“Alastair told me in the two months before his death that he believed he had no future at North Devon Hospital.

“He had been unable to effect any change to his working conditions. He was over worked and became very stressed to the point that ... my eloquent husband became incoherent.

“He explained in clear terms his over work and lack of resources and the decrease in his ability to cope with this work pressure. I strongly believe that they refused to listen to him.

“I believe there were many failures by North Devon Hospital which had a terrible effect on Alastair over the weeks and months before his death, and that senior oversight of trust processes was missing.

“Doctors who are sick, whether with head injuries, stress, burn out, mental health problems, or any other illness must be actively and properly supported by the NHS to allow them time to recover and return successfully to their previous jobs.”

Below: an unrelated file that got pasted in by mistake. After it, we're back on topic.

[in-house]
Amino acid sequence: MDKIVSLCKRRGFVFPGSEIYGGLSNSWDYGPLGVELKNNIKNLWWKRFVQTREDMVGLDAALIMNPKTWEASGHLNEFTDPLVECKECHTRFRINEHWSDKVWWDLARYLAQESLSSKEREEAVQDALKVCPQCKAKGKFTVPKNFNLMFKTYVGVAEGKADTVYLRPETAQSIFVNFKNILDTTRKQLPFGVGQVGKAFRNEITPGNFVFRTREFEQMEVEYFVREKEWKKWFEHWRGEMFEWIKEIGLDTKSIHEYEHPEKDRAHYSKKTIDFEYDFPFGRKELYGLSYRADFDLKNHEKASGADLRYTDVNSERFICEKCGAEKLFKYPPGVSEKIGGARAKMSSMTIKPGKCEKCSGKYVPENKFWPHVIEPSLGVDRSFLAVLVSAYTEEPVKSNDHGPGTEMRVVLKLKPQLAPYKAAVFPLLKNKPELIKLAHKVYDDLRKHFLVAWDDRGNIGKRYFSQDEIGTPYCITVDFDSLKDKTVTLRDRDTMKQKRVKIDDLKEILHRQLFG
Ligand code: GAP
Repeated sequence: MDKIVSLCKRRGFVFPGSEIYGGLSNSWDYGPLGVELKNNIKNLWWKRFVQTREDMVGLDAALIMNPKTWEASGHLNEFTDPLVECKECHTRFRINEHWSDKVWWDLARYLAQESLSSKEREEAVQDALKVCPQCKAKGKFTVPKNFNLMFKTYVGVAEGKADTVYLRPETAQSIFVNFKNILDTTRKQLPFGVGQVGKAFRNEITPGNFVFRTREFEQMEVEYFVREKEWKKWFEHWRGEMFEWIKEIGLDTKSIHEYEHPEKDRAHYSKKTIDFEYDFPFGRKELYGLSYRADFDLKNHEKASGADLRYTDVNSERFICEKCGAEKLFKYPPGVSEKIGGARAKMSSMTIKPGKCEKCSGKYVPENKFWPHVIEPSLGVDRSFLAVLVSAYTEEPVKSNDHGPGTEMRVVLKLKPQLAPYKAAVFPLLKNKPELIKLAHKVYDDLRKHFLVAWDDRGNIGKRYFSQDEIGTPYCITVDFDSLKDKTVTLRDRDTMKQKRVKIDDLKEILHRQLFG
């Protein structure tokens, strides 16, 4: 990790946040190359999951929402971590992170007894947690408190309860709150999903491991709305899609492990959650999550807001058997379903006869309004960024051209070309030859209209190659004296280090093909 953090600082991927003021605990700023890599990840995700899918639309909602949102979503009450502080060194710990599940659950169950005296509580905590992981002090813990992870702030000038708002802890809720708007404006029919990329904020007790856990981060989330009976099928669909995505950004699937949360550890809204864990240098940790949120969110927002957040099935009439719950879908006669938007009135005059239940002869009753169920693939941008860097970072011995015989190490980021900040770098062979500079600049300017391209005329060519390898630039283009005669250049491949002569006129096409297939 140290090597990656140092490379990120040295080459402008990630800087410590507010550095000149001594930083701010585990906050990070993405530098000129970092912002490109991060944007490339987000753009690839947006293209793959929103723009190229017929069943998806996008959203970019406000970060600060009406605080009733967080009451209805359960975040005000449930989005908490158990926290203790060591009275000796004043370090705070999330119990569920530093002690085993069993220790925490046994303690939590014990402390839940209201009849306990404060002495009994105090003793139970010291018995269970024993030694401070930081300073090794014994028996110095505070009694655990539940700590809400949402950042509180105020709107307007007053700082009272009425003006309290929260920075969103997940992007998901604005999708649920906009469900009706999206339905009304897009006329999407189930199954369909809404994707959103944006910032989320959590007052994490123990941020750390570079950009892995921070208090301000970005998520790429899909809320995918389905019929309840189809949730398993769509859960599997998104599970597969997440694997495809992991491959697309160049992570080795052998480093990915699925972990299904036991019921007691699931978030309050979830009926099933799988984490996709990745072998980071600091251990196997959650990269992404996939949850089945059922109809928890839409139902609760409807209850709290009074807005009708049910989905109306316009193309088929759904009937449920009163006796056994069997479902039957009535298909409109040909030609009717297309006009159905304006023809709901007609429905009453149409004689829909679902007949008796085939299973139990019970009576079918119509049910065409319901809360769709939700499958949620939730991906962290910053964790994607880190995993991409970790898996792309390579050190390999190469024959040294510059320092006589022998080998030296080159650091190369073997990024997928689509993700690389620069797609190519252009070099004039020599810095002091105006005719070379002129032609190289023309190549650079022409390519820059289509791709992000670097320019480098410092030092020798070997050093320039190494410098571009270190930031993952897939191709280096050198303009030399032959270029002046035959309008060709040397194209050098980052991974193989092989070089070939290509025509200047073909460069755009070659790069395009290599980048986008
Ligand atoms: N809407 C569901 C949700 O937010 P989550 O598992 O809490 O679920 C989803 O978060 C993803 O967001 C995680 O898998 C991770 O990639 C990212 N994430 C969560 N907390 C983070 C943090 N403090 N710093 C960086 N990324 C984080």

Suzanne Tracey, chief executive of Northern Devon Healthcare NHS Trust, said: “Staff at NDHT were devastated at the loss of Alastair.

“He was an incredibly well-respected and well-liked physician and a friend to so many. As always, our thoughts are with Alastair’s family and friends.

“As a responsible employer, we have tried to take all the learning we can from this very sad case and we have asked ourselves what we can do to ensure our staff feel supported, particularly at difficult times in their lives.

“We will now be looking closely at the outcome of the inquest to see if there is any further learning we can take.”

Anyone who is struggling or feels they need to talk can do so by contacting the Samaritans, 24 hours a day, seven days a week. To talk to someone about what you’re going through, you can call 116 123. Or email jo@samaritans.org if writing down your thoughts is easier. Both are available 24/7.